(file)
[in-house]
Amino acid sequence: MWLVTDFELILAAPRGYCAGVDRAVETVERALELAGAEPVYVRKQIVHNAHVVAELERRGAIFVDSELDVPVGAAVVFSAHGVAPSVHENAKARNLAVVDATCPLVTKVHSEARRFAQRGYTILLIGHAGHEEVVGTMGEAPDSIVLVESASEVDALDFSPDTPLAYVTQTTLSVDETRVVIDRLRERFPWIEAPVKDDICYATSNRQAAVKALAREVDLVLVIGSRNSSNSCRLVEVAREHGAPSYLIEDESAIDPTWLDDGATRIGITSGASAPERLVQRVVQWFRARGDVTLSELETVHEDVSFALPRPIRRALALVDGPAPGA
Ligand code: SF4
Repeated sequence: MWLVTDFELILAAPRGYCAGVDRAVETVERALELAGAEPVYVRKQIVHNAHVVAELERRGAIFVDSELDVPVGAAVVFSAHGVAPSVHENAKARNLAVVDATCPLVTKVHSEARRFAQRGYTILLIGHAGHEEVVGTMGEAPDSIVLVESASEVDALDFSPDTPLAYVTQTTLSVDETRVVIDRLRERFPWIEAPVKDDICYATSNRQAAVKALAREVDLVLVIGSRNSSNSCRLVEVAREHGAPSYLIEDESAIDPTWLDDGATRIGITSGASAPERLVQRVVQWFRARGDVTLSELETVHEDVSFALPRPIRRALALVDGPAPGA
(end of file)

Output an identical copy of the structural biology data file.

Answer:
[in-house]
Amino acid sequence: MWLVTDFELILAAPRGYCAGVDRAVETVERALELAGAEPVYVRKQIVHNAHVVAELERRGAIFVDSELDVPVGAAVVFSAHGVAPSVHENAKARNLAVVDATCPLVTKVHSEARRFAQRGYTILLIGHAGHEEVVGTMGEAPDSIVLVESASEVDALDFSPDTPLAYVTQTTLSVDETRVVIDRLRERFPWIEAPVKDDICYATSNRQAAVKALAREVDLVLVIGSRNSSNSCRLVEVAREHGAPSYLIEDESAIDPTWLDDGATRIGITSGASAPERLVQRVVQWFRARGDVTLSELETVHEDVSFALPRPIRRALALVDGPAPGA
Ligand code: SF4
Repeated sequence: MWLVTDFELILAAPRGYCAGVDRAVETVERALELAGAEPVYVRKQIVHNAHVVAELERRGAIFVDSELDVPVGAAVVFSAHGVAPSVHENAKARNLAVVDATCPLVTKVHSEARRFAQRGYTILLIGHAGHEEVVGTMGEAPDSIVLVESASEVDALDFSPDTPLAYVTQTTLSVDETRVVIDRLRERFPWIEAPVKDDICYATSNRQAAVKALAREVDLVLVIGSRNSSNSCRLVEVAREHGAPSYLIEDESAIDPTWLDDGATRIGITSGASAPERLVQRVVQWFRARGDVTLSELETVHEDVSFALPRPIRRALALVDGPAPGA